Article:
This is a huge turning point for the young city of Dubai. The youth seem to have lost all interest for their culture, and pretty soon it will be forgotten for good and a new culture will take its place. In a way, this has already happened in America. The indigenous people of America, the native Indians are almost extinct. Their culture can no longer be seen, and a new set of beliefs and values have taken their place. All traces of the previous culture is almost gone now so the lifestyle in America seems like it is the only one that has ever existed there. We are at that turning point in Dubai right now; some have been raised in the old Dubai and other have been shaped by the new one. So you would have either been surrounded by vernacular architecture or tall glass buildings and starchitecture. The transition, and moving on from one to the other has been so rapid that entire neighbourhoods appear, seemingly overnight. Dubai has turned from a desert into a city that offers “everyone everything they could possibly want”.     

Dubai’s main focus has always been making money rather than building anything memorable and as a result city planners tore down nearly everything historical years ago. When the oil money started to flow in the 1960s, Dubai attempted to claim the cutting edge by throwing up tall buildings that were just that, tall. The buildings did not have any other significance and did not relate to the city’s culture in any way. Dubai’s most recognised landmark, The Burj Al Arab was pretty much its only landmark. By late 2005, Dubai had shown a sign of maturity by realising that quantity does not necessarily mean quality.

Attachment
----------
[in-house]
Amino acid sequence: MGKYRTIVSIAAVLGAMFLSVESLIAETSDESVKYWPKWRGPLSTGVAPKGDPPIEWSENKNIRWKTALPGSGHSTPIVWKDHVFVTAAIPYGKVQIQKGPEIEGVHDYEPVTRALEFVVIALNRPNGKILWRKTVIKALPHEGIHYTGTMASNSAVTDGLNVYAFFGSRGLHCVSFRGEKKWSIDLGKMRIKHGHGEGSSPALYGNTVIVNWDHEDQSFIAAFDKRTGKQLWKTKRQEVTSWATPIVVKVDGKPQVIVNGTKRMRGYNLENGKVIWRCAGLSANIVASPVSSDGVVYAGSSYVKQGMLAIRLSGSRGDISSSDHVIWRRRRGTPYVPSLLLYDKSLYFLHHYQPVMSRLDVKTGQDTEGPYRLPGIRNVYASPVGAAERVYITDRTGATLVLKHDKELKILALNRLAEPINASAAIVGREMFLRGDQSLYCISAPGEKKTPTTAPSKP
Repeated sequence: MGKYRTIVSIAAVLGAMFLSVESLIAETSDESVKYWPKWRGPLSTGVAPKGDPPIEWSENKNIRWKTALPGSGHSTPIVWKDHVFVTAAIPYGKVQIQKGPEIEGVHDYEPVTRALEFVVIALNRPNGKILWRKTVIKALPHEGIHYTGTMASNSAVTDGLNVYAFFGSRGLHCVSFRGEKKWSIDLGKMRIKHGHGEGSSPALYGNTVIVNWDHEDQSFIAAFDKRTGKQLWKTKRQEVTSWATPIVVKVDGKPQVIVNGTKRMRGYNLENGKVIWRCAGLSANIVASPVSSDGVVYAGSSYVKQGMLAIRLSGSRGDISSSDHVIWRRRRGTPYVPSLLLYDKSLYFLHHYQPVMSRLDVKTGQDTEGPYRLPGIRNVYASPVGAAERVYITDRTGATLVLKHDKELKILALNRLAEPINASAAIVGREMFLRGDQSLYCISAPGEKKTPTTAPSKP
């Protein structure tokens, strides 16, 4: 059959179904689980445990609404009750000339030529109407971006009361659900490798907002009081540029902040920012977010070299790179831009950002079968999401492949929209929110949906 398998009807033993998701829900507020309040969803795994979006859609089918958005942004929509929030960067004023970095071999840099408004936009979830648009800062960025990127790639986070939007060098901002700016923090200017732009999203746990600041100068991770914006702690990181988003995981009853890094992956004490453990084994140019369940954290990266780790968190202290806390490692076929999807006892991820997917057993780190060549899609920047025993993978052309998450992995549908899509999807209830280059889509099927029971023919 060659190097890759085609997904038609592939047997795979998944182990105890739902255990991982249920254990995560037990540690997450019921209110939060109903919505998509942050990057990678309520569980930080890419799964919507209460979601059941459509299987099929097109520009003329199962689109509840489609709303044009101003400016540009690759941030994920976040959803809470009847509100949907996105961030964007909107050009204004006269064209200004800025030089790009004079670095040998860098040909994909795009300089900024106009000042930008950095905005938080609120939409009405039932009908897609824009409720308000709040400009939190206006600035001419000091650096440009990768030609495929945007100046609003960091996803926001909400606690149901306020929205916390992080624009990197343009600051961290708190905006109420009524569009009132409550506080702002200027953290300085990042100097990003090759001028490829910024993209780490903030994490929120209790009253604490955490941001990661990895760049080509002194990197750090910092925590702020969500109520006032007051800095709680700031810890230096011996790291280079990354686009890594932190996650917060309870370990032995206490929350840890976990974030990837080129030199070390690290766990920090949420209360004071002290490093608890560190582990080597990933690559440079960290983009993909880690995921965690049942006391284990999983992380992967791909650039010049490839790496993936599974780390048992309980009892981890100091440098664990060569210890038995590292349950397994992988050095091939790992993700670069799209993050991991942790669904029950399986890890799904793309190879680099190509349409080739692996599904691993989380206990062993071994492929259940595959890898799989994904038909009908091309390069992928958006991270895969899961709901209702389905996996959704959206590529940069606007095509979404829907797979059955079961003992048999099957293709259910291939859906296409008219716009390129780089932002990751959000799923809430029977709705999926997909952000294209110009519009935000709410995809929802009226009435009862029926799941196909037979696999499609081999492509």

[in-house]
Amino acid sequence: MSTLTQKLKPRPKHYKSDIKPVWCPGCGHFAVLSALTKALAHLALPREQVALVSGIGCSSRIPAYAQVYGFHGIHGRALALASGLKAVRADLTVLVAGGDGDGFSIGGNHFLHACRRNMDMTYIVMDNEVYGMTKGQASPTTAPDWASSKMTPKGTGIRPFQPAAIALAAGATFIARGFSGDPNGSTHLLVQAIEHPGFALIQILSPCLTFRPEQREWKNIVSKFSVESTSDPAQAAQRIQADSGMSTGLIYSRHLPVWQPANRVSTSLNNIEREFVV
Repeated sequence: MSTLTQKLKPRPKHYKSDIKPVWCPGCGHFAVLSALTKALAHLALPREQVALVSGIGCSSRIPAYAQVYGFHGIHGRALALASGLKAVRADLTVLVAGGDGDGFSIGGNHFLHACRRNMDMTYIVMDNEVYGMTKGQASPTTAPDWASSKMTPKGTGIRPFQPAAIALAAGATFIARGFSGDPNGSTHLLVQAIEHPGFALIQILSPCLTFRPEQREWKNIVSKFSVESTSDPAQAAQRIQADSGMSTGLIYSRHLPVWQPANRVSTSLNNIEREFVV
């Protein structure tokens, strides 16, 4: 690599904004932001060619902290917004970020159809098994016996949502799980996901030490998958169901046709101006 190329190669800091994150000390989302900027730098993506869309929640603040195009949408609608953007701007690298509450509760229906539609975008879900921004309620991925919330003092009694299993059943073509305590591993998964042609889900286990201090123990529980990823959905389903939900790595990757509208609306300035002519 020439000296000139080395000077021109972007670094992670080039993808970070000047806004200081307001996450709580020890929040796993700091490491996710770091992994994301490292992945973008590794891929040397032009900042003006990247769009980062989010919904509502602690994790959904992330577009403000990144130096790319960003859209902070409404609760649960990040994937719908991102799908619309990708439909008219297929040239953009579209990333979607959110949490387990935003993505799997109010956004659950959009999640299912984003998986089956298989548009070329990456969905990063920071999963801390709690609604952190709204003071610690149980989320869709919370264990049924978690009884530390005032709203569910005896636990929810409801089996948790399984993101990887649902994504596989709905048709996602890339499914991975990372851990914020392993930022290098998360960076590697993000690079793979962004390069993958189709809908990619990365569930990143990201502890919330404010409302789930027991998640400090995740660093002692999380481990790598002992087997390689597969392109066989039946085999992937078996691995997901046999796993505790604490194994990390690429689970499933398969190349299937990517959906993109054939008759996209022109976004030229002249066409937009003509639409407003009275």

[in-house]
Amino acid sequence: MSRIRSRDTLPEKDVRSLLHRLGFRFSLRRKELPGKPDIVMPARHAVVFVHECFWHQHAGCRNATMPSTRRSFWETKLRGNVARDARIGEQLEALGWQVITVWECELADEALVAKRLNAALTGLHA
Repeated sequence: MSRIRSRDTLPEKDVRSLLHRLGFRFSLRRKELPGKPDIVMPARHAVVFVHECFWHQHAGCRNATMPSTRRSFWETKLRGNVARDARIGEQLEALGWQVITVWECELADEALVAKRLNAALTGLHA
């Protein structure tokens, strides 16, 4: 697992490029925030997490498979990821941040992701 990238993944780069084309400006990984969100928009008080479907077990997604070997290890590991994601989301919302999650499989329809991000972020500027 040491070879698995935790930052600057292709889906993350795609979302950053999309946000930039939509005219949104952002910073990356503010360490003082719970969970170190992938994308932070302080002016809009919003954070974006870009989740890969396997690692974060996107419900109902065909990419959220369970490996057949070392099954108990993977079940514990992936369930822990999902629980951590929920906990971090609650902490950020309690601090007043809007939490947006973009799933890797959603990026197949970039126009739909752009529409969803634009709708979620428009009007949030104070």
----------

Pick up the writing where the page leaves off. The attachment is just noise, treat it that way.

Out with the old, in with the fake

Dust storms are a regular occurrence in Dubai, and when there is dust, the heat burns through and the high temperatures burn through anything that isn’t kept constantly wet. This of course is done artificially. The city has no usable water and is among the lowest rainfall in the world. So the only way to produce useable water is by desalination; this makes it the most expensive water on earth. At one point I remember it was cheaper to put petrol in your car than it was to buy bottled water.